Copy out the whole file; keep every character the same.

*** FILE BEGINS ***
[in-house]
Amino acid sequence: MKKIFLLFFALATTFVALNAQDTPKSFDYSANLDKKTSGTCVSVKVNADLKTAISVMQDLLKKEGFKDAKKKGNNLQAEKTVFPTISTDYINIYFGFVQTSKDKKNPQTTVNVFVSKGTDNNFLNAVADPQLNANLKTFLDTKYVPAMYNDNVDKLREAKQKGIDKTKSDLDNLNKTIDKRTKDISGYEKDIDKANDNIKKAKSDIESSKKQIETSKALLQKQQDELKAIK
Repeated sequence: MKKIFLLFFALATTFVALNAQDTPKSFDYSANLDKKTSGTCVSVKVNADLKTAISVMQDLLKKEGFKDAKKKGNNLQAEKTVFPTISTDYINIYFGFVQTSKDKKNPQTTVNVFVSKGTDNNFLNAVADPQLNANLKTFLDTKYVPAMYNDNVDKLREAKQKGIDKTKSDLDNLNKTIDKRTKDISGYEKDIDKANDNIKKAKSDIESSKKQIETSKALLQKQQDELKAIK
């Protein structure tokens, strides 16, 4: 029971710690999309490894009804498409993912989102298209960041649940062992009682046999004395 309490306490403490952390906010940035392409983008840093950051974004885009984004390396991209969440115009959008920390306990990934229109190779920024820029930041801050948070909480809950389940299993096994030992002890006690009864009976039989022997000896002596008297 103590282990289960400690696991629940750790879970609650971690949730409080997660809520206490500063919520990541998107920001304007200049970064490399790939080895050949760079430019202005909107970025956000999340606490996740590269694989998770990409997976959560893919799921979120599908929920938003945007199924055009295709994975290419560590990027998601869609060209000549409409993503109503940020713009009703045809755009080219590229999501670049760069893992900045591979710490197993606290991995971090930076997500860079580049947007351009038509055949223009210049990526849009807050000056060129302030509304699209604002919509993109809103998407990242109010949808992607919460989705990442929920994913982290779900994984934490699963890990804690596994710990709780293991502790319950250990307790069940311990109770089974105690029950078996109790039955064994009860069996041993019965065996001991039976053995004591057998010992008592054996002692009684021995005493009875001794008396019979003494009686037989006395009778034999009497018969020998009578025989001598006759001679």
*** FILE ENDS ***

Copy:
[in-house]
Amino acid sequence: MKKIFLLFFALATTFVALNAQDTPKSFDYSANLDKKTSGTCVSVKVNADLKTAISVMQDLLKKEGFKDAKKKGNNLQAEKTVFPTISTDYINIYFGFVQTSKDKKNPQTTVNVFVSKGTDNNFLNAVADPQLNANLKTFLDTKYVPAMYNDNVDKLREAKQKGIDKTKSDLDNLNKTIDKRTKDISGYEKDIDKANDNIKKAKSDIESSKKQIETSKALLQKQQDELKAIK
Repeated sequence: MKKIFLLFFALATTFVALNAQDTPKSFDYSANLDKKTSGTCVSVKVNADLKTAISVMQDLLKKEGFKDAKKKGNNLQAEKTVFPTISTDYINIYFGFVQTSKDKKNPQTTVNVFVSKGTDNNFLNAVADPQLNANLKTFLDTKYVPAMYNDNVDKLREAKQKGIDKTKSDLDNLNKTIDKRTKDISGYEKDIDKANDNIKKAKSDIESSKKQIETSKALLQKQQDELKAIK
């Protein structure tokens, strides 16, 4: 029971710690999309490894009804498409993912989102298209960041649940062992009682046999004395 309490306490403490952390906010940035392409983008840093950051974004885009984004390396991209969440115009959008920390306990990934229109190779920024820029930041801050948070909480809950389940299993096994030992002890006690009864009976039989022997000896002596008297 103590282990289960400690696991629940750790879970609650971690949730409080997660809520206490500063919520990541998107920001304007200049970064490399790939080895050949760079430019202005909107970025956000999340606490996740590269694989998770990409997976959560893919799921979120599908929920938003945007199924055009295709994975290419560590990027998601869609060209000549409409993503109503940020713009009703045809755009080219590229999501670049760069893992900045591979710490197993606290991995971090930076997500860079580049947007351009038509055949223009210049990526849009807050000056060129302030509304699209604002919509993109809103998407990242109010949808992607919460989705990442929920994913982290779900994984934490699963890990804690596994710990709780293991502790319950250990307790069940311990109770089974105690029950078996109790039955064994009860069996041993019965065996001991039976053995004591057998010992008592054996002692009684021995005493009875001794008396019979003494009686037989006395009778034999009497018969020998009578025989001598006759001679």